Wasteland #39

by Ryan K. Lindsay, Reviewer |

Story by
Antony Johnston
Art by
Sandy Jarrell
Letters by
Douglas E. Sherwood
Cover by
Christopher Mitten
Publisher
Oni Press
Cover Price
$3.99 (USD)
Release Date
Aug 8th, 2012

Fri, August 10th, 2012 at 2:35PM (PDT)


"Wasteland" #39 is an entertaining issue with a great amount of accessibility. Antony Johnston goes a long way to make this stand-alone issue completely approachable and wholly enjoyable for a new fan as much as a longtime reader with 38 prior issues under their belt. I haven’t read all of "Wasteland" yet, but little prior knowledge is needed to fall completely under the spell of this group of children as they navigate the perils of the desolate world left to them.

The story centers on a trio of children: Michael, Marcus and Mary. They wander the landscape and survive as best they can. It turns out their best is actually quite good because they are each adept at delivering death. This isn’t an exploitation action story but rather a realistic survivalist tale of even the youngest survivors doing whatever they need to in order to stay alive. Michael is far more inured to death while Marcus is wet behind the ears. Mary, however, is the wild card of the bunch and her inclusion between these two nascent masculine figures is both their salvation and downfall.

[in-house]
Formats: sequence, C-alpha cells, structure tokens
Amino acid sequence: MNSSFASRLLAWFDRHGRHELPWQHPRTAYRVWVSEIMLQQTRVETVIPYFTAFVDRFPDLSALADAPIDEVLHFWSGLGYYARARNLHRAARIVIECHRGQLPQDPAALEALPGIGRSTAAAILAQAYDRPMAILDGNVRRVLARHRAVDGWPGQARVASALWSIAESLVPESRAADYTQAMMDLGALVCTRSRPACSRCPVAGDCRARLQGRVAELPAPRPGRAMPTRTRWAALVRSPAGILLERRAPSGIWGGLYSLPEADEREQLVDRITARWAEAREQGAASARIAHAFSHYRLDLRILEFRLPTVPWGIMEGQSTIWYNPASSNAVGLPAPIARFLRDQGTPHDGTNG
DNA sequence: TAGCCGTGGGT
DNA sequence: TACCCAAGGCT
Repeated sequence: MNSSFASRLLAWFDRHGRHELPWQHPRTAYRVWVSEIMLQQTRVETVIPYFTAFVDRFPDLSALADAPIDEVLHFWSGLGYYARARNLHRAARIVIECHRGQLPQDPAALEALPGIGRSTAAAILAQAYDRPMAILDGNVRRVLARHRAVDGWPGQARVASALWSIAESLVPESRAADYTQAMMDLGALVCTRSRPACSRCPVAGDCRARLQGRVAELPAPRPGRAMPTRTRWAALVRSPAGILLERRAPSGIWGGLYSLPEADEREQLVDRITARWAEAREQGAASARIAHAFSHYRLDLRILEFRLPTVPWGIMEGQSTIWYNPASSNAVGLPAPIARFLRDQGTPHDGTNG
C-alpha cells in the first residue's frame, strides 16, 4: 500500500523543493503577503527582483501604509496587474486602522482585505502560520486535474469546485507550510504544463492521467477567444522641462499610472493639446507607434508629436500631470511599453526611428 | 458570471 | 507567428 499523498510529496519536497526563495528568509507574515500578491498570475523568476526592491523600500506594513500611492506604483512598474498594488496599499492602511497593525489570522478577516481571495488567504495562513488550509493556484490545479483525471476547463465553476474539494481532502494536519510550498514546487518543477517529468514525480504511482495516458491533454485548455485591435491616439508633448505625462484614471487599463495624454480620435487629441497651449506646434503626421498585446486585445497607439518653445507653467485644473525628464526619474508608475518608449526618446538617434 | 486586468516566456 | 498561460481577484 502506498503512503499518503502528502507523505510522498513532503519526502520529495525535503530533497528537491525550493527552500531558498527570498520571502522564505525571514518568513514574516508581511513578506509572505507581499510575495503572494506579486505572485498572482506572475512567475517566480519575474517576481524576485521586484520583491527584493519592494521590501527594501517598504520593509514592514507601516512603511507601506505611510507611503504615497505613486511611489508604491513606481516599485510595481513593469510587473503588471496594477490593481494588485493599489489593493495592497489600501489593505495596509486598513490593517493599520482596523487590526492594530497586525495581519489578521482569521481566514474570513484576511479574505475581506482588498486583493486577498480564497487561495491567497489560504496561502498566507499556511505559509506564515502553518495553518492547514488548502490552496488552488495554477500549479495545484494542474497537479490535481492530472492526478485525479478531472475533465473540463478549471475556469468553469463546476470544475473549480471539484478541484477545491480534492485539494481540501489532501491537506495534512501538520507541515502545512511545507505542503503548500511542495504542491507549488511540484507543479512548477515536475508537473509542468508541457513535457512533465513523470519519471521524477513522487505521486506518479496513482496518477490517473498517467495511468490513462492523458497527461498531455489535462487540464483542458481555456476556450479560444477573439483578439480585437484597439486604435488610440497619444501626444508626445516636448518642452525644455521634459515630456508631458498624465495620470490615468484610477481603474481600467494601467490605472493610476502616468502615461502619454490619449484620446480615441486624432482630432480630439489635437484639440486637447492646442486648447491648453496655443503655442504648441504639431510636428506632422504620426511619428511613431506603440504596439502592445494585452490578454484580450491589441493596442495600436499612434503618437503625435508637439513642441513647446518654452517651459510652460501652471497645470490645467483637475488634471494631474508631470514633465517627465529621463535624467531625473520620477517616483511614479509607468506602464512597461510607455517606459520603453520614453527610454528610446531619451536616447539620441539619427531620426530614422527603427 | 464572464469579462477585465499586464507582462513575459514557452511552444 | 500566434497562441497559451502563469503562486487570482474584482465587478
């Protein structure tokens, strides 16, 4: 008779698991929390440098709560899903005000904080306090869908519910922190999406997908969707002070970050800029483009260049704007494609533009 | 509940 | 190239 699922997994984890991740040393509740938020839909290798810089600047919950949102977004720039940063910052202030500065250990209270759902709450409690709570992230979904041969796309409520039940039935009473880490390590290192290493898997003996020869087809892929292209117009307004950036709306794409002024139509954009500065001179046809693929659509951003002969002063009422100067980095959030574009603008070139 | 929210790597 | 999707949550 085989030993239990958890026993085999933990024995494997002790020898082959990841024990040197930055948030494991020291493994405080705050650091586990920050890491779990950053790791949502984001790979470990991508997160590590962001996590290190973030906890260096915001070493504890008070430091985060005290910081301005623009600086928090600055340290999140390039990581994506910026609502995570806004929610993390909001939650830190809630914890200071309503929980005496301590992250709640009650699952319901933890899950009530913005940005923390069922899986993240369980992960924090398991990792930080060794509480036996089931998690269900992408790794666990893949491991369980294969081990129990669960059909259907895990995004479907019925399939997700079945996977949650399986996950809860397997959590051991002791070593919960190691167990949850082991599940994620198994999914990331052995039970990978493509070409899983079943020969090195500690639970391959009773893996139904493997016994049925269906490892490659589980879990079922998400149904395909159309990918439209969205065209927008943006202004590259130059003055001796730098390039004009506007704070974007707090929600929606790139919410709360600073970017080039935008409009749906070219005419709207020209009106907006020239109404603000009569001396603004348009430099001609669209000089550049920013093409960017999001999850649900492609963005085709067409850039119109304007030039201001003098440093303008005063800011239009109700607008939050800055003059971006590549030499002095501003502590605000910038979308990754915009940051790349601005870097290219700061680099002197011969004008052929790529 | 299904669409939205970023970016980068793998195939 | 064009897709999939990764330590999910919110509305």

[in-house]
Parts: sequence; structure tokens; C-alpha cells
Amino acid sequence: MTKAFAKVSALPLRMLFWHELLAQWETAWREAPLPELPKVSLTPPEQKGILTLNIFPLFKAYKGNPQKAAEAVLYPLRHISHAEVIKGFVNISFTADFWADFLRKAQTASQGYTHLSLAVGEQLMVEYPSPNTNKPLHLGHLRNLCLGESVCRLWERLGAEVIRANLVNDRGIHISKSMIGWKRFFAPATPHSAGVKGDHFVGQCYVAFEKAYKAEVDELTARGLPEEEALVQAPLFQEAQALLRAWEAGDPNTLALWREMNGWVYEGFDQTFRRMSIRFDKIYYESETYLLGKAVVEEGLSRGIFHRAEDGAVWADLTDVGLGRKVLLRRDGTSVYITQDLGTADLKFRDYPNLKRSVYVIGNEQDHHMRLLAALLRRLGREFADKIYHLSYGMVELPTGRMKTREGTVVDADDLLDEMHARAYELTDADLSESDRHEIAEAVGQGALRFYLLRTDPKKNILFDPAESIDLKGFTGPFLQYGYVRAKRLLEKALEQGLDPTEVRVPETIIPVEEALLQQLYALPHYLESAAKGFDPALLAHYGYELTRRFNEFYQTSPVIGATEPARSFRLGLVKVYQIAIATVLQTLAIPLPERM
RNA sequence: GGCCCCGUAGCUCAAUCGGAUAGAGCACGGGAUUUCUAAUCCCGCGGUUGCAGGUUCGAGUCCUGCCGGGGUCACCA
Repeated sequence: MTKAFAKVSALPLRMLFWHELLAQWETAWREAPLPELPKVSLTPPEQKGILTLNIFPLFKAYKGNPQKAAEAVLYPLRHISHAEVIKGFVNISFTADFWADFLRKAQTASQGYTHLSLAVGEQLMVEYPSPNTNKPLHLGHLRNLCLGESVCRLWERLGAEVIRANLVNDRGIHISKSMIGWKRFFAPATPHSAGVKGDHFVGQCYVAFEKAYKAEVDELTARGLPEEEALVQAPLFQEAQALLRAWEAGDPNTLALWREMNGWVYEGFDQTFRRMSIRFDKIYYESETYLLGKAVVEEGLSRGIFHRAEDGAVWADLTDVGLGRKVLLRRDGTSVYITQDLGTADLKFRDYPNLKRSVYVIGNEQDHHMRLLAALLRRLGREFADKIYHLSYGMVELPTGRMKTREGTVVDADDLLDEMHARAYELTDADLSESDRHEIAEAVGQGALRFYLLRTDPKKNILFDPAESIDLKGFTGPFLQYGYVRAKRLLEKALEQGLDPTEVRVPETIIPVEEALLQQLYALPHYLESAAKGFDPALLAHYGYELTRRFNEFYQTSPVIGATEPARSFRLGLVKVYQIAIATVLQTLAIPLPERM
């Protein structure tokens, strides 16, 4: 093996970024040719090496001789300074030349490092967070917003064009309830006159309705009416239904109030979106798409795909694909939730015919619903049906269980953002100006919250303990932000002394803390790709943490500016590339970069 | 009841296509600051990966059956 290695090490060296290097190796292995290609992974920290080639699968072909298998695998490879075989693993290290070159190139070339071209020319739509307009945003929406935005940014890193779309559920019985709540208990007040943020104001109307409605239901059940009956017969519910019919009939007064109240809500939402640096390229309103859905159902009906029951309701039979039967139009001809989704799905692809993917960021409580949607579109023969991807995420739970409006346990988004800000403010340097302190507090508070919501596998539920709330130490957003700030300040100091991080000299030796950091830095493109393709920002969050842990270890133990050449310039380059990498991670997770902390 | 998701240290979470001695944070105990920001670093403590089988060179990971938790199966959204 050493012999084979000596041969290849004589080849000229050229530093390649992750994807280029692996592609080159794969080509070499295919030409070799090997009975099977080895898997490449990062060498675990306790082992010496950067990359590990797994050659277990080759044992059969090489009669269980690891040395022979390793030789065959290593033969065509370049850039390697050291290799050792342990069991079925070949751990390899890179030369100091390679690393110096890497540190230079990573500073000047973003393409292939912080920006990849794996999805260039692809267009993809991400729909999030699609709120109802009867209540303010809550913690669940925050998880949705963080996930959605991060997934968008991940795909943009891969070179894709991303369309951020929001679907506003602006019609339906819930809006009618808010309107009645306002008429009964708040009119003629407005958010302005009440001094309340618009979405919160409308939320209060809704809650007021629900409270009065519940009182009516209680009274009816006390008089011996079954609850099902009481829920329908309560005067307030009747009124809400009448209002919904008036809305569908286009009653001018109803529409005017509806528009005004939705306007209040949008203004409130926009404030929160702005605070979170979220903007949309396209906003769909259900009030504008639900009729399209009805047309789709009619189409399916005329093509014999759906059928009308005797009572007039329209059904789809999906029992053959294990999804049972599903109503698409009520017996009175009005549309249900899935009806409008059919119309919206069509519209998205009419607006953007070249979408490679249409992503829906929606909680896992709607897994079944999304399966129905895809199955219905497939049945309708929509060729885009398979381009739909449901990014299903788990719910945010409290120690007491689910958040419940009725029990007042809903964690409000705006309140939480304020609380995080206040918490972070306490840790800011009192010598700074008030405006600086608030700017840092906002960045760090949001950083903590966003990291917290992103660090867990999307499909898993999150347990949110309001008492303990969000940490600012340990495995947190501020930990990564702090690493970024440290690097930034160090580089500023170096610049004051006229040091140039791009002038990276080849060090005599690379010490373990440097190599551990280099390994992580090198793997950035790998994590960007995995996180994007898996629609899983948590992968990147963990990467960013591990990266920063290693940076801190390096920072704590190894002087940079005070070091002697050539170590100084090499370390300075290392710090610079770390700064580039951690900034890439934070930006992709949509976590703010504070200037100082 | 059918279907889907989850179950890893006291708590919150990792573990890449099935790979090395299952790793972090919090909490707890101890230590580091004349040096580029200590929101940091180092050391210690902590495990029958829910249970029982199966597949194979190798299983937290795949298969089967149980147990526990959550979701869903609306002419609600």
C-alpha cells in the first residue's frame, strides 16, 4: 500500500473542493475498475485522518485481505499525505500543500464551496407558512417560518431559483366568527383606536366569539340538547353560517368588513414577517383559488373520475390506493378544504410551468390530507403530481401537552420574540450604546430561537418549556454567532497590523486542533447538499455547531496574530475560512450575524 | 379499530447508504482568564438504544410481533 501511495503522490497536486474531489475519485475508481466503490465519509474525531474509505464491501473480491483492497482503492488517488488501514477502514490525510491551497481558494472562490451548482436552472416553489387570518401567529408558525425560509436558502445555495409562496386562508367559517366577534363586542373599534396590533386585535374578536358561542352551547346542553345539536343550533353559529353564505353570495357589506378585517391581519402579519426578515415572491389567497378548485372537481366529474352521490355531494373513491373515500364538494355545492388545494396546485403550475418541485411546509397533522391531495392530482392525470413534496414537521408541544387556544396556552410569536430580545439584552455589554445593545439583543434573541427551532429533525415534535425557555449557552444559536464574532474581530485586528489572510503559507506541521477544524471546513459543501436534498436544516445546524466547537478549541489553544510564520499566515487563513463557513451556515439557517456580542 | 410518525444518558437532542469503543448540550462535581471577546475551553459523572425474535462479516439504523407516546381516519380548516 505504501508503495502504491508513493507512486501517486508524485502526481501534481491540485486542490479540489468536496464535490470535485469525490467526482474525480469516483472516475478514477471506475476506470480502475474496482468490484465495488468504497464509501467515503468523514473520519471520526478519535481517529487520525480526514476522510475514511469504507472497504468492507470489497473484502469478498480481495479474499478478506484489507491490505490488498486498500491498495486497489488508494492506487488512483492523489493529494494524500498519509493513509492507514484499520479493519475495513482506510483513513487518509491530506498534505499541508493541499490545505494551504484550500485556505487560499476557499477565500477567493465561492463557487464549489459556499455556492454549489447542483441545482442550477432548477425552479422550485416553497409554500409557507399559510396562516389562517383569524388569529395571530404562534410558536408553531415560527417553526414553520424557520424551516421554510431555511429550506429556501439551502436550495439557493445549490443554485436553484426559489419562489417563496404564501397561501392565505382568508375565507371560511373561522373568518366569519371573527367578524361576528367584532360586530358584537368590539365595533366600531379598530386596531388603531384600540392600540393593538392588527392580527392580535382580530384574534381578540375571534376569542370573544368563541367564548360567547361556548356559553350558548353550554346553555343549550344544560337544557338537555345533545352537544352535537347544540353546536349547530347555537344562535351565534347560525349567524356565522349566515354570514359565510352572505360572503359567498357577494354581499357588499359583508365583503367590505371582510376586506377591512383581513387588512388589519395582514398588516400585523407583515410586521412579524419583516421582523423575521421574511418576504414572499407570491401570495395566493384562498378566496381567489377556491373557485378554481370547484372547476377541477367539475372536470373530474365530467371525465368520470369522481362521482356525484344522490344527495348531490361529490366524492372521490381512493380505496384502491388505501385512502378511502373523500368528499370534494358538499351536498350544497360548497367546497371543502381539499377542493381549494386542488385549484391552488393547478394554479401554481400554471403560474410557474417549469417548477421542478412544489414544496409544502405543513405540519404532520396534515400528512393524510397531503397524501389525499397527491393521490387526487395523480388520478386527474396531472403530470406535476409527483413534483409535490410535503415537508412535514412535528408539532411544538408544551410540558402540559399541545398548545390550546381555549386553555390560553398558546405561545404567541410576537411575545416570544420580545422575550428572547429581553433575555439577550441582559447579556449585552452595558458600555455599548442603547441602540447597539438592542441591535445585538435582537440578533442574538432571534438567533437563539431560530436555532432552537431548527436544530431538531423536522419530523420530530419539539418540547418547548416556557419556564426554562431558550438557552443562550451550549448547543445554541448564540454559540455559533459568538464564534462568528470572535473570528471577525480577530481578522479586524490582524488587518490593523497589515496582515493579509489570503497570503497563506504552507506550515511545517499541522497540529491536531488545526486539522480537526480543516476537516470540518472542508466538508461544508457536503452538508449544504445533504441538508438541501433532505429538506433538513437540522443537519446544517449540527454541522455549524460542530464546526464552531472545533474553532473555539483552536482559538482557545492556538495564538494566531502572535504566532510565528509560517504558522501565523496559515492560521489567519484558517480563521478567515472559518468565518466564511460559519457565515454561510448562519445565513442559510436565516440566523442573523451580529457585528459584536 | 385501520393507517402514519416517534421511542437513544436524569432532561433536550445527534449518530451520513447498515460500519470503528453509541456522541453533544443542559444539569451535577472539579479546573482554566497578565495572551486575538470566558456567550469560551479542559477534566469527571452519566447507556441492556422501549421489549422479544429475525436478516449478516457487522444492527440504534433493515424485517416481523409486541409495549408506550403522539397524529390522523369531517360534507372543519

The violence in this issue is sudden and always feels necessary. Johnston isn’t painting a landscape in haphazard blood. In fact, the book is black and white and as such the violence feels muted and utilitarian. The youths don’t revel in their ability to deliver death, but have simply made their peace with it long before the opening pages. However, such pseudo-poignancy doesn’t rob these sequences of their energy. Seeing threatening scavenging men die is like watching a dark war film -- you never want to cheer, but rather you endure what you must for the greater result.

Sandy Jarrell’s art is stark and simple and thus perfect for this bleak landscape. He doesn’t overly render the images and so his line work is more emotional as it pops on the page. The expressive faces sell the threesome and their quarrel at the heart of this issue. The greatest compliment for Jarrell is that he makes it look so simple when in fact multiple intricacies play across each page.

"Wasteland" #39 is an example of what more comics need to do: a standalone issue for new fans to try and see if they like the creative juice on a title while still world-building to entertain older fans. This issue of three youths living warped adult lives in a post-apocalyptic wasteland is an emotional journey brought together by knife fights and emotional betrayal and confusion.

SIMILAR REVIEWS

Wasteland #33
Posted Wed, January 18th